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Summary: In this sermon, we discuss the things we have to contend with that make interpreting the Bible challenging, then we discuss a method for interpretation, including the matter of the silence of Scripture.

Introduction:

A. How many of you enjoyed Jay Leno’s “Headlines” segment on the Tonight Show?

1. Let’s begin with some actual headlines collected from local, national, and international newspapers that are rather ambiguous.

a. It’s clear what the writer was trying to say, but in each case there is a humorous interpretation of the headline which illustrates how hard it is to clearly communicate ideas.

2. Eye Drops Off Shelf – How scary!

3. Kids Make Nutritious Snacks – Who would have thought?

4. Dealers Will Hear Car Talk at Noon – I want to hear that!

5. Milk Drinkers are Turning to Powder – How sad!

6. Juvenile Court to Try Shooting Defendant – I guess they can try that!

7. Two Sisters Reunited After 18 Years at Checkout Counter – You talk about a long line!

8. Red Tape Holds Up New Bridge – Duct Tape has so many uses!

B. When we turn to the Bible, we realize that communication and interpretation have much more serious implications.

1. As you know, we are in a sermon series about being the church that Jesus built.

a. We’ve been talking about striving to be the church of the New Testament.

b. We’ve talked about the importance of having both the form and the heart of the NT church.

2. Last week we talked about the place and purpose of the Bible.

a. We talked about how we know that the Bible is God’s Word and the authority it carries.

3. Let’s return to one of the verses we gave some attention to: 2 Timothy 3:16-17 reads, “All Scripture is God-breathed and is useful for teaching, rebuking, correcting and training in righteousness, so that the man of God may be thoroughly equipped for every good work.”

4. From that declaration of Paul we learn that all Scripture is inspired by God.

a. God breathed into his chosen writers, and Peter tells us that as they wrote, they were carried along by the Holy Spirit (2 Pet. 1:20-21).

5. A second thing we learn from Paul’s declaration is that Scripture is useful for all the things required in the administration of the Christian faith, so that the person of God may be thoroughly equipped for all religious understanding, activities and duties.

6. The Bible, therefore, is our supreme and sole authority in all matters that pertain to religion.

7. Nothing that anyone says in addition to the Bible or about the Bible should carry the weight that the Bible itself carries.

8. The Bible and the Bible alone is God’s Word and therefore stands above everything else.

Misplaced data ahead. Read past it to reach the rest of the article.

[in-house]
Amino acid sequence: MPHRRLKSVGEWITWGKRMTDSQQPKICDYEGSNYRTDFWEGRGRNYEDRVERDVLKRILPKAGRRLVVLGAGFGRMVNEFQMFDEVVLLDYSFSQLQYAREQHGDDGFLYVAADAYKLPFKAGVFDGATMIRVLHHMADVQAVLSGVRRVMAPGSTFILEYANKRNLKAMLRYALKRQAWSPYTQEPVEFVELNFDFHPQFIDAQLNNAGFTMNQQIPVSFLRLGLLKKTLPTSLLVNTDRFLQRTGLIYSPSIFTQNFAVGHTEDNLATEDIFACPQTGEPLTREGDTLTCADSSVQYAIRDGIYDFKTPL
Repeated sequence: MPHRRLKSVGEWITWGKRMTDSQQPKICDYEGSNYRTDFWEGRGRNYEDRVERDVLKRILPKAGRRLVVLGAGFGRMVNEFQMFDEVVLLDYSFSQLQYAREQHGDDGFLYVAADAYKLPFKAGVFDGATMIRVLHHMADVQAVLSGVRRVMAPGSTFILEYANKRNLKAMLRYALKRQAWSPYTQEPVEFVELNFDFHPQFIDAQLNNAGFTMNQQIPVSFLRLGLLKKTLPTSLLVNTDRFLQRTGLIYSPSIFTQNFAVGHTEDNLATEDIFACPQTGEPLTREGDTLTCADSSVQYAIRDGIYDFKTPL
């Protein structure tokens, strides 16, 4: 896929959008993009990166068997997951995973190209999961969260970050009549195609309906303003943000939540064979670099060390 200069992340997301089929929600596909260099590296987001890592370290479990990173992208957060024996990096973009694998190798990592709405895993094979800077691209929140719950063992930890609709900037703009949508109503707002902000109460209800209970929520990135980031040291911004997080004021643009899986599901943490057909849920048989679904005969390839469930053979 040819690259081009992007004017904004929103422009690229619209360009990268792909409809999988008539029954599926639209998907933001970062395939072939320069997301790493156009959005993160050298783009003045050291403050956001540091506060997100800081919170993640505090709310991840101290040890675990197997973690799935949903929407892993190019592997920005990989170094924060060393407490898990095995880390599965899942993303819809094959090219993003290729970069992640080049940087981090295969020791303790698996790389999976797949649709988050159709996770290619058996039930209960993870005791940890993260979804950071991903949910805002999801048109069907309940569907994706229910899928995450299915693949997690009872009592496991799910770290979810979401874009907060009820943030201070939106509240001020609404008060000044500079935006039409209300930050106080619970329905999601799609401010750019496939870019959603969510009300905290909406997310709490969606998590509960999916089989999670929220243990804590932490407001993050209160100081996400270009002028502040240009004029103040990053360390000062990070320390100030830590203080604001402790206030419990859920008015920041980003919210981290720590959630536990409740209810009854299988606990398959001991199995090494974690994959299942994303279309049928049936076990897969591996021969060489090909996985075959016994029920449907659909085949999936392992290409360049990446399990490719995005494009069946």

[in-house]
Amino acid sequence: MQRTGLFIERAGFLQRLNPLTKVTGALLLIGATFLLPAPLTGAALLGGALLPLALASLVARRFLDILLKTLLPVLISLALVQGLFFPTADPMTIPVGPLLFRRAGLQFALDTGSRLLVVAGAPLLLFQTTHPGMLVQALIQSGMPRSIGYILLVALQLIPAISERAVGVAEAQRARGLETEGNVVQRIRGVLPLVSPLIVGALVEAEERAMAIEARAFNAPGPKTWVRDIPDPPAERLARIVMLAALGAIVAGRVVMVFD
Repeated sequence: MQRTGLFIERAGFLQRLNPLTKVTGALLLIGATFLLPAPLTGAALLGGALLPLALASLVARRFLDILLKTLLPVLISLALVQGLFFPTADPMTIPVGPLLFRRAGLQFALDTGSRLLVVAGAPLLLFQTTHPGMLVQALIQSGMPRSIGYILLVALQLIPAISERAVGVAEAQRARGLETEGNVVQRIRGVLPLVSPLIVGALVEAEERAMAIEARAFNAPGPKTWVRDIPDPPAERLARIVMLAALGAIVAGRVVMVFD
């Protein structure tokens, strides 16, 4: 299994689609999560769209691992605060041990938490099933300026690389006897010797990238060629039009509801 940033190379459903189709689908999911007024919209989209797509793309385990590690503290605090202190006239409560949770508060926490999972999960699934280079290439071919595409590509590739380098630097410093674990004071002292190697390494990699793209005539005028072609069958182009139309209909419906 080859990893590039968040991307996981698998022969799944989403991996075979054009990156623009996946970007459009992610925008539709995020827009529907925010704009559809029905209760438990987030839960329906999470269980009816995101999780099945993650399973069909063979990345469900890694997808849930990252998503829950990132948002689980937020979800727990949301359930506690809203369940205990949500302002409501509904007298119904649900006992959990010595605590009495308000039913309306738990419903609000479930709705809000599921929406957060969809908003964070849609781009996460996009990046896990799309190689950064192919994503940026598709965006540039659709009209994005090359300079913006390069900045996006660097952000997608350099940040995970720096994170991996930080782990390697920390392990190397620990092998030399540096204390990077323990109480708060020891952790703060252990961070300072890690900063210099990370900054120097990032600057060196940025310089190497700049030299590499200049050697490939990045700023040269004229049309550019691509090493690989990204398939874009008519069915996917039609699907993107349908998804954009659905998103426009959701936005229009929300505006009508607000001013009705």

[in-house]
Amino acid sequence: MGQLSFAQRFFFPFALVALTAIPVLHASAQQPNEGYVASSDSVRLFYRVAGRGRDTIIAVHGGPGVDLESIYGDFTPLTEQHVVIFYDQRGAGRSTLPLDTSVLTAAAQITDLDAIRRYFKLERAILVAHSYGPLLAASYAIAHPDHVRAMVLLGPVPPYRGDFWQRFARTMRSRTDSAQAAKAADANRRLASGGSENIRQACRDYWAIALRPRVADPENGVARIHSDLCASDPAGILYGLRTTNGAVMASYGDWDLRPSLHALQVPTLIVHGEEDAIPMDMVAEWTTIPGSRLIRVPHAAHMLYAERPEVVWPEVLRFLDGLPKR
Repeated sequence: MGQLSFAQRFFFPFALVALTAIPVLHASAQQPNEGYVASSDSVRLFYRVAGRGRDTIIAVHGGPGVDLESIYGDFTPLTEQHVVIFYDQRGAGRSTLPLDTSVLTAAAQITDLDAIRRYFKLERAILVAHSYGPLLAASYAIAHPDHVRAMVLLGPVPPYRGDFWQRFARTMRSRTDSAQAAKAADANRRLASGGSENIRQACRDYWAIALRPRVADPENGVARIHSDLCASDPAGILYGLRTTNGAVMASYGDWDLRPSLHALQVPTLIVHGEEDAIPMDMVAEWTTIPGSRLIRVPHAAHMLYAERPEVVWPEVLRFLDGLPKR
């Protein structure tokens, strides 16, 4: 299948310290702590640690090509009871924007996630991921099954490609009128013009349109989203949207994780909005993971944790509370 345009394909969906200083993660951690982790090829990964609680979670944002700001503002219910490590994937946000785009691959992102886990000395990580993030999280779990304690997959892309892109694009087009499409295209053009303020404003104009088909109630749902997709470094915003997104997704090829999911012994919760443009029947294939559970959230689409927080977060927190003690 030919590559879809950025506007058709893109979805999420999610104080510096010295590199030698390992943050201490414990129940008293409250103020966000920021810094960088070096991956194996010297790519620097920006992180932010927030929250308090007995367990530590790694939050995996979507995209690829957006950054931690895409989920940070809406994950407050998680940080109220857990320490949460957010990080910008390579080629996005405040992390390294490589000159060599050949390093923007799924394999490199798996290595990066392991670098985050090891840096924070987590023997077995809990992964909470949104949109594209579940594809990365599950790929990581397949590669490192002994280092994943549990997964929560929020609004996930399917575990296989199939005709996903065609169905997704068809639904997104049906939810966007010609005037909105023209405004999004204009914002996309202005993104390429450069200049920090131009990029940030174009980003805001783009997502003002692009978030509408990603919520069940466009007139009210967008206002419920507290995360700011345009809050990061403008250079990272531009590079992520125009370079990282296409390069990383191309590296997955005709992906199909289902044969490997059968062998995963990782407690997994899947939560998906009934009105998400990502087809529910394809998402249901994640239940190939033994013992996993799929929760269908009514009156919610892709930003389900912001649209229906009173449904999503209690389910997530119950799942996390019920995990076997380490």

C. In some respects, that is the easiest point for people to arrive at in a discussion of the Bible and Christianity.

1. Two people having a discussion about Christianity can’t really go anywhere until they have decided to agree that what the Bible says will be the authority for their discussion.

2. Once that point has been nailed down, then comes the more difficult task – the task of interpreting the Bible.

3. The task of interpreting the Bible is the work of deciding what the Bible means by what it says.

4. Let me make an important point: In many ways the Bible is simple and clear.

a. The most important truths about Jesus and about salvation are not hard to understand.

b. God has not made it hard to understand His basic will and commands for His people.

5. Having said that doesn’t mean that everything in the Bible is simple and clear.

a. Anyone who says that the Bible is always clear about what it says and that understanding the Bible is easy, has either never spent much time studying the Bible, or is mistaken.

6. The contention that the Biblical message is always simple and clear is itself not biblical.

7. Peter had this to say about the writings of Paul, “…just as our dear brother Paul also wrote you with the wisdom that God gave him. He writes the same way in all his letters, speaking in them of these matters. His letters contain some things that are hard to understand, which ignorant and unstable people distort, as they do the other Scriptures, to their own destruction.” (2 Peter 3:15-16)

8. So, if the apostle Peter says that the apostle Paul writes some things that are hard to understand, who am I to disagree with him, right?

D. Each congregation of the Lord’s people lives under the authority of the Word of God.

1. It is the congregation, along with its leaders, that must give account for its interpretation of the Scriptures.

2. Congregations must not be derelict in duty by leaving the interpretation of the Scriptures to scholars, or to preachers and elders of the congregation.

3. Certainly scholars, both ancient and present, and local preachers and elders are key players, but all people of God are charged with interpreting the Word correctly.

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